December 9, 2010
Army Veteran Hubert McCarty meets with Mark Kunik, M.D., M.P.H., a psychiatrist at the Michael E. DeBakey VA Medical Center. “Although we cannot at this time determine the cause for this increased risk, it is essential to determine whether the risk of dementia can be reduced by effectively treating PTSD,” said Kunik.
HOUSTON - Study results reported this month in the Journal of the American Geriatrics Society suggest that Veterans with posttraumatic stress disorder (PTSD) have a higher risk for dementia than their peers without PTSD. The authors emphasize that while PTSD was associated with higher risk, the great majority of Veterans with PTSD in the study did not develop dementia.
"We found Veterans with PTSD had twice the chance for later being diagnosed with dementia than Veterans without PTSD," says Mark Kunik, MD, MPH, a psychiatrist at the Michael E. DeBakey VA Medical Center in Houston and senior author of the article. "Although we cannot at this time determine the cause for this increased risk, it is essential to determine whether the risk of dementia can be reduced by effectively treating PTSD. This could have enormous implications for Veterans now returning from Iraq and Afghanistan."
The study included 10,481 Veterans at least 65 years of age, almost all men. One group had a PTSD diagnosis and had received a Purple Heart for having been wounded in action. A second group had a Purple Heart but no PTSD, and a third group PTSD but no Purple Heart. This way, the researchers could tease out the effects of PTSD versus combat trauma that did not lead to PTSD. A fourth set of Veterans with neither PTSD nor a Purple Heart served as a comparison group.
Of the four groups, those with PTSD and no Purple Heart had the highest prevalence of dementia—about 11 percent. Next was the PTSD group with a Purple Heart, at 7 percent. The other two groups were at 6 percent, for those with a Purple Heart and no PTSD; and about 5 percent, for those with neither. The differences remained even after the researchers adjusted for factors such as traumatic brain injury, substance abuse and heart disease.
Overall, the rates in the study may be lower than those seen in the American population at large. A major National Institutes of Health study published in 2007 estimated the prevalence of dementia among Americans age 71 and older to be 14 percent. This was a somewhat older group, though, and dementia risk does increase with age.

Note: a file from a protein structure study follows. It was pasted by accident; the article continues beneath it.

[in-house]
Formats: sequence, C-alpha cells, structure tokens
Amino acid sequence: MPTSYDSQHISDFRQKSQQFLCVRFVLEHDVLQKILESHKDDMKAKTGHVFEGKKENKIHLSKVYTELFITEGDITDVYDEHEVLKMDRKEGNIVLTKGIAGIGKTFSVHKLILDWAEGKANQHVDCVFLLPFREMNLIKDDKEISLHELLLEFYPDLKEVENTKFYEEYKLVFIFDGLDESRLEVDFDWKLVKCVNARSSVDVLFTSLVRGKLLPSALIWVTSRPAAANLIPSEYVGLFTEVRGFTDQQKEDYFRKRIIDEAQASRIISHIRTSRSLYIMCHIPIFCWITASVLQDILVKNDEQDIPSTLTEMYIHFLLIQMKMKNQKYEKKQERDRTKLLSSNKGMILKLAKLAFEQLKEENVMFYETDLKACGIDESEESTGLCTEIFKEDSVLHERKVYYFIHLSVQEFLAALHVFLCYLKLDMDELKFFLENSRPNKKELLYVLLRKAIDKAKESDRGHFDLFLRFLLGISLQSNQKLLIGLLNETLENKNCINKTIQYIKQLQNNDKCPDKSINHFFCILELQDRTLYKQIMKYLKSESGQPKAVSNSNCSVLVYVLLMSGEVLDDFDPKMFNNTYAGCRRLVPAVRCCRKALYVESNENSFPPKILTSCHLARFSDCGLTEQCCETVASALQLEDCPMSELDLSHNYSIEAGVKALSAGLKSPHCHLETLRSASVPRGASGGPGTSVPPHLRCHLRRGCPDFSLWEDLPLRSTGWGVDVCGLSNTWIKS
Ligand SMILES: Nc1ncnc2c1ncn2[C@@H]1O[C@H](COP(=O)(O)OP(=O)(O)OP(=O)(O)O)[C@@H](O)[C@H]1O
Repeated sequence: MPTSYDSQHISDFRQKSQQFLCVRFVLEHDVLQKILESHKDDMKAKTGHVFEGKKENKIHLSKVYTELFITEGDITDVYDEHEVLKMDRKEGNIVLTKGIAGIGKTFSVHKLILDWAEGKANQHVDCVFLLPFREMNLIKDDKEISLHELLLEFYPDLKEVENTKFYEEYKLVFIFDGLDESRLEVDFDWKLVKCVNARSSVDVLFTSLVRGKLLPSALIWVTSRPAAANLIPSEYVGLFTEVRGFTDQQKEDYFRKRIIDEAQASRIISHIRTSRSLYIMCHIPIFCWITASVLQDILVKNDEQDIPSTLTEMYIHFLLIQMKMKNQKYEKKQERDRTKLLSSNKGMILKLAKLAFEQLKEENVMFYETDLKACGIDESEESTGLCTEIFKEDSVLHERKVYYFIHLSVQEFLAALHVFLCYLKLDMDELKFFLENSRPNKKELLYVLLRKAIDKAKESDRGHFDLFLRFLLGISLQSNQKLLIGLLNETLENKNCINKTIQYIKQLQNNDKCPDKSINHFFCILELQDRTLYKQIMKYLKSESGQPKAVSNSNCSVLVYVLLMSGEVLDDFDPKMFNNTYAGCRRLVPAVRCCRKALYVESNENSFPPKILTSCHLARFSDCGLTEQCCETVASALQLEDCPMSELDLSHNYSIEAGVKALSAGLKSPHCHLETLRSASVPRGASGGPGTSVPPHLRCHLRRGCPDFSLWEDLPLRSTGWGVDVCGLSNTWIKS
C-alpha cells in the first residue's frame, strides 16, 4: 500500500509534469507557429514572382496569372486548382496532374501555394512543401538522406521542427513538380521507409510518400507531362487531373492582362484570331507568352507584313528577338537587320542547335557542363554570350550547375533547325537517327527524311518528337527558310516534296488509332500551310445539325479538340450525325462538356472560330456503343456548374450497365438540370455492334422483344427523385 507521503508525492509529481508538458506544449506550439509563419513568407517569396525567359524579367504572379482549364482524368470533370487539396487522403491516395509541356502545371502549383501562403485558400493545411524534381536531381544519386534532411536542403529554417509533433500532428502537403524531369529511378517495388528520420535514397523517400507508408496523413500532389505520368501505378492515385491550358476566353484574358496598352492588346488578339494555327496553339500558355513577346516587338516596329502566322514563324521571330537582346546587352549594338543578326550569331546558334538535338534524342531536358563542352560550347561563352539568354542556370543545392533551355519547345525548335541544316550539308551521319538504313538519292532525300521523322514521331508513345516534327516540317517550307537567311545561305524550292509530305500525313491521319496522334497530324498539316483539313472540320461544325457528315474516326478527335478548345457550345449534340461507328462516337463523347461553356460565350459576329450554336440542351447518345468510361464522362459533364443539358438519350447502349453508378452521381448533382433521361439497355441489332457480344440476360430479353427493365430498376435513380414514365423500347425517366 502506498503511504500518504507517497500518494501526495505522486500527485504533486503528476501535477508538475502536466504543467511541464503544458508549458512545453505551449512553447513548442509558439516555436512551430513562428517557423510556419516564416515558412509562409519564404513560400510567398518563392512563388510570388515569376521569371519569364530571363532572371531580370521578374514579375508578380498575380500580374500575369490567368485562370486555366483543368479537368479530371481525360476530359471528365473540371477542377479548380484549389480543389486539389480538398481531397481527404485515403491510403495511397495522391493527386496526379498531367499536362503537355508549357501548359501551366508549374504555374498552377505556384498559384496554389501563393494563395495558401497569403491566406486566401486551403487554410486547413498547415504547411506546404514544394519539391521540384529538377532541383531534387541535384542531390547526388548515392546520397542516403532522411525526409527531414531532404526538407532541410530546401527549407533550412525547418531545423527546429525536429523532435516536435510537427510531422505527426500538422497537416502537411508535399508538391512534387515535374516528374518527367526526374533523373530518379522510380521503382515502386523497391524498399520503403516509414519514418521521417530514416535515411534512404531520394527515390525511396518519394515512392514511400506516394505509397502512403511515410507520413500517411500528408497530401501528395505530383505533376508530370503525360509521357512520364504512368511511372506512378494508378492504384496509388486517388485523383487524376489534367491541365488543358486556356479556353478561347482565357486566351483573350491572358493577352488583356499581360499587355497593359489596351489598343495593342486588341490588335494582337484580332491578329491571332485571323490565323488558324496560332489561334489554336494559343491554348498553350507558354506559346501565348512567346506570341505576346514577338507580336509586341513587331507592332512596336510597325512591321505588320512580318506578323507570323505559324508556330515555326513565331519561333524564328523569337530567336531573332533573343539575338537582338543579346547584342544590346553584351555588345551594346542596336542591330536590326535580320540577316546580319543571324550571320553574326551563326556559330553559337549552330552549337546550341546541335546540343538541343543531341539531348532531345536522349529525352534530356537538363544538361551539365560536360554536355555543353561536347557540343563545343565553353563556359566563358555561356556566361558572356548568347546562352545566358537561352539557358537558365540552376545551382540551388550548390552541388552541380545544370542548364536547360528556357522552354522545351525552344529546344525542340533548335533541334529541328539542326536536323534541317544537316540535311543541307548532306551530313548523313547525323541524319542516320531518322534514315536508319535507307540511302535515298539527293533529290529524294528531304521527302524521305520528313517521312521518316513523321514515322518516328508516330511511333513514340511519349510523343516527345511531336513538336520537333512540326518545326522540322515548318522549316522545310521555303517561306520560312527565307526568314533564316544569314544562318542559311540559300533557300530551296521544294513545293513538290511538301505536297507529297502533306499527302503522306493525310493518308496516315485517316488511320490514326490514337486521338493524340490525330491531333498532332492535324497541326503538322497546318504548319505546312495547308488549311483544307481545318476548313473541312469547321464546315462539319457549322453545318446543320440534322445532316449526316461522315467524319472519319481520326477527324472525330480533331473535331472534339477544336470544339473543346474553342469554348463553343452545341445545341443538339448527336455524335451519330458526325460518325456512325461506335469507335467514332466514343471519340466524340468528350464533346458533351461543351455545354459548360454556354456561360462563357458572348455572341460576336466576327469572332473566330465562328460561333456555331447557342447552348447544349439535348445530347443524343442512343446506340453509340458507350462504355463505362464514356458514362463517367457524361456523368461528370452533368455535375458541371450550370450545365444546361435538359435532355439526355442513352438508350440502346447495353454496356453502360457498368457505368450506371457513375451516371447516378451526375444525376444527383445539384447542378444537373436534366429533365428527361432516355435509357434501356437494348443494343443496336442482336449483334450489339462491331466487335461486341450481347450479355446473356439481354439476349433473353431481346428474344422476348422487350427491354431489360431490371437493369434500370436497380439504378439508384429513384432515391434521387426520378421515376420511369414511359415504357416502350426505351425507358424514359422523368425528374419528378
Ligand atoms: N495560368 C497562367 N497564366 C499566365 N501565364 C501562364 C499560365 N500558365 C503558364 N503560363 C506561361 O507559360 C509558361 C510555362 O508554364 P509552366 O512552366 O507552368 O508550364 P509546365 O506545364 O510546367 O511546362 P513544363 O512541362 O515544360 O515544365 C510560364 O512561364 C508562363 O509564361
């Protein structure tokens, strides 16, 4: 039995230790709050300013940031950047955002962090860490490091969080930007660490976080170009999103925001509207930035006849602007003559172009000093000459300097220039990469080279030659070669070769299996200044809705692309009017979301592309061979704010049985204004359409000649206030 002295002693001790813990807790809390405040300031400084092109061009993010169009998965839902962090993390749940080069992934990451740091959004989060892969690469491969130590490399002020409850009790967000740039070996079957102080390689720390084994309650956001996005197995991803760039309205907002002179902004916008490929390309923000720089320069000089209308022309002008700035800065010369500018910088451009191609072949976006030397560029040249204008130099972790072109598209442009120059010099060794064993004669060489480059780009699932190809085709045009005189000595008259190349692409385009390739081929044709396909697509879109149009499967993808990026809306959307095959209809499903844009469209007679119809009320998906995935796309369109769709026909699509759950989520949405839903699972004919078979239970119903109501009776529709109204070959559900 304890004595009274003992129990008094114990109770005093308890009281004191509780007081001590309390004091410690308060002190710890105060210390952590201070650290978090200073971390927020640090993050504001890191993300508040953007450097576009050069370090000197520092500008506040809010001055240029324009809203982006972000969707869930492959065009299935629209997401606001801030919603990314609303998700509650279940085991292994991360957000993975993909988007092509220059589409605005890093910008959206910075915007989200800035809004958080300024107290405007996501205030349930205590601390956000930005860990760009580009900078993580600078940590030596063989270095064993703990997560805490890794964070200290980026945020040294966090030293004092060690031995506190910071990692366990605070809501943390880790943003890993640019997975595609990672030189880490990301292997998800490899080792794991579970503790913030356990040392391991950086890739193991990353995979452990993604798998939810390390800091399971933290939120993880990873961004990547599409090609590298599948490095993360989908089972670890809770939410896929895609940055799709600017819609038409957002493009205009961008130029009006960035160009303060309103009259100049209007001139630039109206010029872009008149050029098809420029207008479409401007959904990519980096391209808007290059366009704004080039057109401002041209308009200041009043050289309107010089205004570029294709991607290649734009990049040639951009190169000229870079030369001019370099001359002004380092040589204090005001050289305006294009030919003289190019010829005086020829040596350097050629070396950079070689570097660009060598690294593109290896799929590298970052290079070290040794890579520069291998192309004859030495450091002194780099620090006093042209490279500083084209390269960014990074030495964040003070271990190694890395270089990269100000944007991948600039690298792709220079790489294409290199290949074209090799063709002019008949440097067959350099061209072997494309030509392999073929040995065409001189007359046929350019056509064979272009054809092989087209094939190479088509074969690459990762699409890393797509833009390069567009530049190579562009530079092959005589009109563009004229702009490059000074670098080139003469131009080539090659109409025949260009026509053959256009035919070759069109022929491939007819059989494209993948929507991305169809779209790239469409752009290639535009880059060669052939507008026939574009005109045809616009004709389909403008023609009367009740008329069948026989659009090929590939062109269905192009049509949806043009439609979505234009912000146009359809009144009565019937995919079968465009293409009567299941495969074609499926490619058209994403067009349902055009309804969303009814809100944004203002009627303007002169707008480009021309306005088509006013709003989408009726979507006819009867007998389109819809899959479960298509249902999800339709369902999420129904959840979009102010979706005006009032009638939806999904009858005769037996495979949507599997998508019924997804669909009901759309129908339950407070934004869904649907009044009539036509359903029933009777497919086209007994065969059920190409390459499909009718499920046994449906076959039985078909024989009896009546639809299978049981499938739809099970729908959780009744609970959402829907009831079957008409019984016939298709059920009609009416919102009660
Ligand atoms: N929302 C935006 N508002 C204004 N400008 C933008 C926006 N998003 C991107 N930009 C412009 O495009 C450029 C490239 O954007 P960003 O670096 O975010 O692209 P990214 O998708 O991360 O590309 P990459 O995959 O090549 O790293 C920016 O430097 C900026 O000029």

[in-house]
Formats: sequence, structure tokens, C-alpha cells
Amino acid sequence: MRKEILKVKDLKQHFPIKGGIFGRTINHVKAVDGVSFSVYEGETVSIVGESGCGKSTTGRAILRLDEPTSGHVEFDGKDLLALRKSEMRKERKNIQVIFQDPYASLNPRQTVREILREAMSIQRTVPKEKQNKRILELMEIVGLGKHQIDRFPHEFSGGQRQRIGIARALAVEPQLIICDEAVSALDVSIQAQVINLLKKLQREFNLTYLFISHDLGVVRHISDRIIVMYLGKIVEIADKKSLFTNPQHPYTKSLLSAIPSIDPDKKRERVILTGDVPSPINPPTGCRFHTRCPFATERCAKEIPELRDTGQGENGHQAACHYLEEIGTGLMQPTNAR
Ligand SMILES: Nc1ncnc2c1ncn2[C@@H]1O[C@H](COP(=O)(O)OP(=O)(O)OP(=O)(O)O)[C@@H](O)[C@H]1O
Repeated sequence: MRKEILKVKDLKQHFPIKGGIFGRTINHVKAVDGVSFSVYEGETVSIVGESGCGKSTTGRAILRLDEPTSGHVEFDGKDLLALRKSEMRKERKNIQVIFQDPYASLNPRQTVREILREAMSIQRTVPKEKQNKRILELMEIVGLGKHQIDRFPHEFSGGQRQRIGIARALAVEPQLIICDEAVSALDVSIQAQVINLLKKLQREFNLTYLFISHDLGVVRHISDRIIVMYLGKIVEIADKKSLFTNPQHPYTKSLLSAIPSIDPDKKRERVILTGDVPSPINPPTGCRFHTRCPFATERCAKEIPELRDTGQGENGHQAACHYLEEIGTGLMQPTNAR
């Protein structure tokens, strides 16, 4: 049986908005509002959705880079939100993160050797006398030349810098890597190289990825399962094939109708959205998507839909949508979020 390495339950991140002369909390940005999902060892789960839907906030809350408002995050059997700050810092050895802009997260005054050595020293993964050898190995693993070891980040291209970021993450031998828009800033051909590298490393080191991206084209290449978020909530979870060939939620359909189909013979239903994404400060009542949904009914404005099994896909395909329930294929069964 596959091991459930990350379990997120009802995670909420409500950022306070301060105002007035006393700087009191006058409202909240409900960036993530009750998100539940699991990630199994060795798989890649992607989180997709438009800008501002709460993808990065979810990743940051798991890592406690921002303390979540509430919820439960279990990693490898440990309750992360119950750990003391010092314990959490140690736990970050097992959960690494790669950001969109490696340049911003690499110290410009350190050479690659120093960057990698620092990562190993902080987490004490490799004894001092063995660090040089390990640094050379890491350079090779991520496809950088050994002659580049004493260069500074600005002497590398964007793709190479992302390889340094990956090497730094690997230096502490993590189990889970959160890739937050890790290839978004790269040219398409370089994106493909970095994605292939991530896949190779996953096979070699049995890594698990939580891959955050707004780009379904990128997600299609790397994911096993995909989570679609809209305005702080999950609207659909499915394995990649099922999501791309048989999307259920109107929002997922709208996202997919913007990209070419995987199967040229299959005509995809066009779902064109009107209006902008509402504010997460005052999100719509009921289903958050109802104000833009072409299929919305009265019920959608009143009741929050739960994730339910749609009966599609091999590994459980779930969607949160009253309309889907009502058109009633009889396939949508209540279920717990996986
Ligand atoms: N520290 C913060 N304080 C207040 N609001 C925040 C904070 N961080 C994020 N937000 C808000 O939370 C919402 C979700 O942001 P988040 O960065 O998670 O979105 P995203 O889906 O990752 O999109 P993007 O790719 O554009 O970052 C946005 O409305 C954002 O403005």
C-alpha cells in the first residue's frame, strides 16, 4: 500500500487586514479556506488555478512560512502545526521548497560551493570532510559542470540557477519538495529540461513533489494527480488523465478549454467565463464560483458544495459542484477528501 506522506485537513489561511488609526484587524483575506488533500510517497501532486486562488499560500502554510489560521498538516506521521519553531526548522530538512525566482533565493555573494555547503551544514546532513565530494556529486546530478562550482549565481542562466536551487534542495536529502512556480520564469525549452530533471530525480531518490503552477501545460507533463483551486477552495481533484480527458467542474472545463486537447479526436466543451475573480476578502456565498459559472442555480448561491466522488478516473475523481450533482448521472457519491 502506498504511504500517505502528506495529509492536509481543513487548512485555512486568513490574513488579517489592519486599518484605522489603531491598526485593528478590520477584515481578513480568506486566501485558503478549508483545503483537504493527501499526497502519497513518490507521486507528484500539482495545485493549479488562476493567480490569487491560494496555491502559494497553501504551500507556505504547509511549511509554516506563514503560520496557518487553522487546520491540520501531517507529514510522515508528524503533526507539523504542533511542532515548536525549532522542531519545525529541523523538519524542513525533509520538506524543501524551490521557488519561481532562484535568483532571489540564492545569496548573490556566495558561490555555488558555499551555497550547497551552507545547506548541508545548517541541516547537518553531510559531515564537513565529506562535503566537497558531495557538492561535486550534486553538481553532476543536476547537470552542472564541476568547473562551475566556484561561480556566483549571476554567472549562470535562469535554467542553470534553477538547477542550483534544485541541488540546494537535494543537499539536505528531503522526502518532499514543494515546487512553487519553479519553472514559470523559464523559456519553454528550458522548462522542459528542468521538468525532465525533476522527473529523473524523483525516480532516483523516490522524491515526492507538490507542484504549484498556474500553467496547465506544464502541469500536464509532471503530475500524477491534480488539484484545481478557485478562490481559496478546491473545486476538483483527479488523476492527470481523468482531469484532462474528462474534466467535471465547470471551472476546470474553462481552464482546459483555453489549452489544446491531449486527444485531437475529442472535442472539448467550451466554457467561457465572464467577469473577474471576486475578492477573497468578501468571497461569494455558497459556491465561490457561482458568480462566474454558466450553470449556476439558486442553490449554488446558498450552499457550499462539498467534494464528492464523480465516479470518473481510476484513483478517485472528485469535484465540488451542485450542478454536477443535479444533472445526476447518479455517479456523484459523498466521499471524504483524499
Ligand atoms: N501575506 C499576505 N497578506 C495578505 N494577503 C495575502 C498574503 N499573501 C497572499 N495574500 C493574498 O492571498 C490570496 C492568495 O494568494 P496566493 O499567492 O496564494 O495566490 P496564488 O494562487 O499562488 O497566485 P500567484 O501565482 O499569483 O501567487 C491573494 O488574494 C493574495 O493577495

Lead author Salah Qureshi, MD, a staff psychiatrist at the Houston VA, says a future research goal will be pinpointing factors that help explain why some Veterans with PTSD develop dementia while others do not. "Despite the increased risk for those with PTSD, it is noteworthy that most Veterans with PTSD did not develop dementia during the period we studied," he says. "It will be important to determine which Veterans with PTSD are at greatest risk and … whether PTSD induced by situations other than war injury is also associated with greater risk."
The authors note there could be several explanations for their findings. It could be that both PTSD and dementia share certain underlying risk factors, or that PTSD itself is a risk factor for dementia.
A separate study by a VA group in San Francisco, published in June 2010 in the Archives of General Psychiatry, also found a roughly doubled risk for dementia among Veterans with PTSD. That study looked at much larger sample—more than 181,000 Veterans. The incidence rates were about the same as those seen in the Houston study. Lead author on the San Francisco study, psychiatrist Kristine Yaffe, MD, offered theories similar to Kunik's on how PTSD and dementia may be linked. Among other possible explanations, she said, PTSD may alter the production of stress hormones in a way that eventually damages the hippocampus, a brain area crucial for memory; or certain pre-existing genetic factors may boost the risk of both conditions.
This article originally appeared in the September 2010 issue of VA Research Currents.**